Tension pavilion – pure tensegrity structure


Tension is a lightweight pavilion with a tensegrity ring and a tensile fabric membrane.  Tensegrity is a structural system that was developed by Kenneth Snelson and Buckminster Fuller in the 1960’s. It is characterised by compression elements that do not touch, but are suspended in a ‘sea’ of tension cables, as well as being a self-stable system that does not rely on external structures for its stability, such as compression rings or guy ropes.  Pioneering research into the system by Fuller and Snelson led to a series of sculptural experiments, but pure tensegrity has rarely been utilised for a building structure.

The sinuous geometry used for Tension provides a minimal base on three points, formed of three arches and three valleys to support an anticlastic fabric surface.  There are 24 tensegrity modules that together form a torus, each having varying geometry to generate the smooth curvature.  All coordinates were generated using Grasshopper, parametric modelling software, and the pavilion was analysed using Oasys GSA.

StructureMode undertook meticulous form-finding to derive a stable tensegrity geometry, rigorous non-linear analysis to optimise the size of all elements and physical testing to prove the system was accurately modeled.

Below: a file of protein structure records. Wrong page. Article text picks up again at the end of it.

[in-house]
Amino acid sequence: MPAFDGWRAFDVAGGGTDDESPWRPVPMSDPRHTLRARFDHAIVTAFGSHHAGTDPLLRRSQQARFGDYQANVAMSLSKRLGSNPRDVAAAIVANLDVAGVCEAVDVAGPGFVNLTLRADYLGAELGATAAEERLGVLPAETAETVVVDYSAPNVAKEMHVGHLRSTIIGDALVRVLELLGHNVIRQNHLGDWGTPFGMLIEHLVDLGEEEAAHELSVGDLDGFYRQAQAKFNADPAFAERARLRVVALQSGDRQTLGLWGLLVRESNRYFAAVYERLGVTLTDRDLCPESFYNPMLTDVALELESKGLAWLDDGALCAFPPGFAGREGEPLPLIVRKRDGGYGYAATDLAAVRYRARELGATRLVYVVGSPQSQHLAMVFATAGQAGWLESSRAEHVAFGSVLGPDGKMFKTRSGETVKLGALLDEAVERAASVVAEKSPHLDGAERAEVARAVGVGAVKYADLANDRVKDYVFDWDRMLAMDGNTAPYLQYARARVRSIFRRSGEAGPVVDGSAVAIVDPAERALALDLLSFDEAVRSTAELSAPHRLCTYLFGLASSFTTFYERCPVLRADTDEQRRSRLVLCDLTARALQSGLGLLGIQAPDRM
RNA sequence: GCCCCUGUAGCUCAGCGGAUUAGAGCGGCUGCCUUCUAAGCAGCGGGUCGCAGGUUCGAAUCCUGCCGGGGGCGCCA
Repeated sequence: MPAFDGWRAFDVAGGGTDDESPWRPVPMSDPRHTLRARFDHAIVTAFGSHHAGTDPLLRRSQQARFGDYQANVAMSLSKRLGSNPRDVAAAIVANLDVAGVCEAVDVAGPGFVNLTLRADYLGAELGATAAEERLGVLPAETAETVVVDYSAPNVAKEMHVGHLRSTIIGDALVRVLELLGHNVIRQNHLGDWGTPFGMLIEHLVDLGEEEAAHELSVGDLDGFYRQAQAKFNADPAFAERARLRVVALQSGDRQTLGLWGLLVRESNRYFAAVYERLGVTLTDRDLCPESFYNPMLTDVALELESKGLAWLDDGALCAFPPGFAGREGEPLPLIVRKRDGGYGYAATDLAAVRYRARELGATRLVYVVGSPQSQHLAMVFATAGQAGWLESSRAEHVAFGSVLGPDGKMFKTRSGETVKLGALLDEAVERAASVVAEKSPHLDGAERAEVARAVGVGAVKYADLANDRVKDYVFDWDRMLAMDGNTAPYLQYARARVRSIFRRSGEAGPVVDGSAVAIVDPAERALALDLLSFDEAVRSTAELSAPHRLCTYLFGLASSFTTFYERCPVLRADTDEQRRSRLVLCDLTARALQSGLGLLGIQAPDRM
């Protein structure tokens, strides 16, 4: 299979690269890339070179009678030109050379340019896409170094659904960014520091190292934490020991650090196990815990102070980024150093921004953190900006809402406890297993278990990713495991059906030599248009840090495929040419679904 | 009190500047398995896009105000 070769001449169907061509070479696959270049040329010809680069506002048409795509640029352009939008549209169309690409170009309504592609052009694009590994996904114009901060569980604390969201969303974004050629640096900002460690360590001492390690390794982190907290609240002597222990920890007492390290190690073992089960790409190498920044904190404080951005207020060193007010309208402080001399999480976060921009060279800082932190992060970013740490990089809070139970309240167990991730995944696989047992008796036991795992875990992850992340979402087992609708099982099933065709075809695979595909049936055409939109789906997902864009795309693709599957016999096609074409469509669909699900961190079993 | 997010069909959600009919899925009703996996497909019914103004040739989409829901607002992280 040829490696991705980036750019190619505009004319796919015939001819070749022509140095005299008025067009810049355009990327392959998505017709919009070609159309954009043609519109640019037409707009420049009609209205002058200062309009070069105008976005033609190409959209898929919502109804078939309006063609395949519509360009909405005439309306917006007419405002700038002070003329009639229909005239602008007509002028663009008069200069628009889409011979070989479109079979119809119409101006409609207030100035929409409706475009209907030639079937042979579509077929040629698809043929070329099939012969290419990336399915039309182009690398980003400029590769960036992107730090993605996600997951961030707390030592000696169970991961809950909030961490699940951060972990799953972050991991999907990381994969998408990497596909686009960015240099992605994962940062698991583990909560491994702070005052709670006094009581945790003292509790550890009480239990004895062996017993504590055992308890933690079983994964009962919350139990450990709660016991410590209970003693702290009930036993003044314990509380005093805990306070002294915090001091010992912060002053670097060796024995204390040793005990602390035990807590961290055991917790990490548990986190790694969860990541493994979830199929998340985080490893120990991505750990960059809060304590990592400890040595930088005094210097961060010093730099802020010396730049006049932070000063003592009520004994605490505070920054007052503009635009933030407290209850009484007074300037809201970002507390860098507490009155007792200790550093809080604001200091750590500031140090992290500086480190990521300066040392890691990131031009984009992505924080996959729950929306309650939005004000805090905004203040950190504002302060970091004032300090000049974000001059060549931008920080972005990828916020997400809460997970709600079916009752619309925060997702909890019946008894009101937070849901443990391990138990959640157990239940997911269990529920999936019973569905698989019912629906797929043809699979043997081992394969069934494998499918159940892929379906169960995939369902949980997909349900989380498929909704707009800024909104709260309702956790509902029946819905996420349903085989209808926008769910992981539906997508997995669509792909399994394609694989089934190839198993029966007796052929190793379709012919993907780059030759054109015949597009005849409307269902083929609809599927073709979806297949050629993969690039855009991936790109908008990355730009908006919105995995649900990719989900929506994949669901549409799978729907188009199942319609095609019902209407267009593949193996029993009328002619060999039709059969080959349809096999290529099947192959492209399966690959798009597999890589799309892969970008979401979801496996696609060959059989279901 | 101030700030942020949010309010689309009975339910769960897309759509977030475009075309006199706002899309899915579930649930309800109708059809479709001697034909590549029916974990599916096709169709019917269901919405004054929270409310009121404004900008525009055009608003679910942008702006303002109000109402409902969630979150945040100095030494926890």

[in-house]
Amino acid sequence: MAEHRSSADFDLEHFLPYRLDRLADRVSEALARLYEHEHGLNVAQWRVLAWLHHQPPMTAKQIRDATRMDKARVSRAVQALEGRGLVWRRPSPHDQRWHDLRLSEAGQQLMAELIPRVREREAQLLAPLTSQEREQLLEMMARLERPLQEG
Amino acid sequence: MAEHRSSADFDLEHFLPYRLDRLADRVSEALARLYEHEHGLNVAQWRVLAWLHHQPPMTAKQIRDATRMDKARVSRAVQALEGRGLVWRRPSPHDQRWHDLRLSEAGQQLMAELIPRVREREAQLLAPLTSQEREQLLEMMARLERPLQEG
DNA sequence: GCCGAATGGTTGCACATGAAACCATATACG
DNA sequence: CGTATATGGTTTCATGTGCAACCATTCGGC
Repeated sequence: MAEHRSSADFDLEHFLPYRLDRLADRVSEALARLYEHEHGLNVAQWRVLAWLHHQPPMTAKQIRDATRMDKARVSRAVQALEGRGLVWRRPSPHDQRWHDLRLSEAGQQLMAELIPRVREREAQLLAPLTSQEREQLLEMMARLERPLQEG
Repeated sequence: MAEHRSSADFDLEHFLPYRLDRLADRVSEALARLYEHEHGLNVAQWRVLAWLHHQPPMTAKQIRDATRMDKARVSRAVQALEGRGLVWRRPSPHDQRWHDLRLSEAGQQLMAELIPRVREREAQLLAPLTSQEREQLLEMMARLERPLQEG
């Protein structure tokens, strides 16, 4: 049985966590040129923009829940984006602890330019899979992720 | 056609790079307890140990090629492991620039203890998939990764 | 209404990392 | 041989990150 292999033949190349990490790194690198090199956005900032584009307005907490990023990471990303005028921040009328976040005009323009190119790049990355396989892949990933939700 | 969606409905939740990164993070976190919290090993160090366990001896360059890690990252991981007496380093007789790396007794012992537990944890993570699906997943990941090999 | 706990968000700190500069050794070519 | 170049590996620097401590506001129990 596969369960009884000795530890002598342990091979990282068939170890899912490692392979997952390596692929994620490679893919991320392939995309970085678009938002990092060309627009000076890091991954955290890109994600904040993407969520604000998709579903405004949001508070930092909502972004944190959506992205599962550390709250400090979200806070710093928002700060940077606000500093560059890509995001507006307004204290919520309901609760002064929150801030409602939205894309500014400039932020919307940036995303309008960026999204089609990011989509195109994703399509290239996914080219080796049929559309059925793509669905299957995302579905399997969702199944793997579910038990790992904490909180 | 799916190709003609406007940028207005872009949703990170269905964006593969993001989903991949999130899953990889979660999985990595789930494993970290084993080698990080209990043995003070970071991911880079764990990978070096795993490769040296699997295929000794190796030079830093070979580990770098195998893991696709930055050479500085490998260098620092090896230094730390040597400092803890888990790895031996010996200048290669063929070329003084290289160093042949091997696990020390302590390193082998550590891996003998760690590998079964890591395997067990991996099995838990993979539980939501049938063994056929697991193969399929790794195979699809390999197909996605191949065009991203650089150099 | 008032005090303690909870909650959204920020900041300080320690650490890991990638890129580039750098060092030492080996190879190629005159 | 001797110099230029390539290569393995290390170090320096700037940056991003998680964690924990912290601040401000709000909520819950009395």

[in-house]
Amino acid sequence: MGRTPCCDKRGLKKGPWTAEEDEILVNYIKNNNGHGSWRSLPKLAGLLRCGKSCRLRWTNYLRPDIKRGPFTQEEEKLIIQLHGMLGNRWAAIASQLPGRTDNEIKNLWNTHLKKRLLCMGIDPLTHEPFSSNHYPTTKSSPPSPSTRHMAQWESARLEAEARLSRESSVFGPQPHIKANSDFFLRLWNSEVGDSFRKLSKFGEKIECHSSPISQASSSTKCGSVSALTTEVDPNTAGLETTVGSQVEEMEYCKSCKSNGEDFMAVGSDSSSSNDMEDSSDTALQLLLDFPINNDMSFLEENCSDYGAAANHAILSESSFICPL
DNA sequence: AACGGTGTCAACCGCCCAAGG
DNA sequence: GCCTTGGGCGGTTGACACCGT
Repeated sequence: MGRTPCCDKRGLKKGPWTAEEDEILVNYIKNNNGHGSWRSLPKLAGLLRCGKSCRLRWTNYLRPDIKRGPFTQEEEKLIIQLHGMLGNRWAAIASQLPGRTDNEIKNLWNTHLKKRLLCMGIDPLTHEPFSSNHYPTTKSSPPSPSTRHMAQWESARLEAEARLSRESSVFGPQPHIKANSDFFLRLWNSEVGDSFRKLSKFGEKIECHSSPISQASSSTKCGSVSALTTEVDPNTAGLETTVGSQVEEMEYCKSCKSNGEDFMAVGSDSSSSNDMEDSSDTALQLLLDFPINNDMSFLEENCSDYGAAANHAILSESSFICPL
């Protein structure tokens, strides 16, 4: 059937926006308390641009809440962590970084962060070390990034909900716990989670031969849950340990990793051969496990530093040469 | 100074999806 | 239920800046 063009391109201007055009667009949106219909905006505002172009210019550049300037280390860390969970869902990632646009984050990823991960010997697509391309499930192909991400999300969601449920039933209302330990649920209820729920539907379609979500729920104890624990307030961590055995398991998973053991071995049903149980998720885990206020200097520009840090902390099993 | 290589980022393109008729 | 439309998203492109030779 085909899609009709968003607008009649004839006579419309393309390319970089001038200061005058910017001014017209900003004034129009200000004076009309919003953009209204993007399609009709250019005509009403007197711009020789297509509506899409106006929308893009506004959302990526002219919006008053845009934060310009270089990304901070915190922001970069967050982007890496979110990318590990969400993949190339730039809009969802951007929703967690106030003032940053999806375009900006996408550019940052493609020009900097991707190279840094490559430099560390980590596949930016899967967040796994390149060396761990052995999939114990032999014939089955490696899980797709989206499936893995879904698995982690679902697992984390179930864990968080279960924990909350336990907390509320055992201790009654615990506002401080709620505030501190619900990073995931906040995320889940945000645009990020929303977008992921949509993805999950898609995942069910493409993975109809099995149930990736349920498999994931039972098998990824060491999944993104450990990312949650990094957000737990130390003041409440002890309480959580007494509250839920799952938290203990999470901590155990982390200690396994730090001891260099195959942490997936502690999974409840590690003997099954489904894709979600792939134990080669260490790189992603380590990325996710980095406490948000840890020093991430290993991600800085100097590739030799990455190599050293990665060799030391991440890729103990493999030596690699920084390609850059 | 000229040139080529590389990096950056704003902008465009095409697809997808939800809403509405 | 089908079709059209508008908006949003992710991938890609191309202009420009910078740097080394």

StructureMode, Weber Industries and Base Structures worked closely together to refine the connections to maintain legibility of the structure while keeping it simple to fabricate and easy to erect.

We have gained detailed knowledge of methods required to adapt and safely design tensegrity structures. We can now develop a tensegrity system that follows any geometry and scale it up for large scale structures. We are very excited by the structural potential and future applications of the system.

Please contact us if you would like to know more and perhaps we can help you integrate tensegrity into your project.

  • Fabricator for ring: Weber Industries
  • Fabricator for fabric: Base Structures
  • Photography: Agnese Sanvito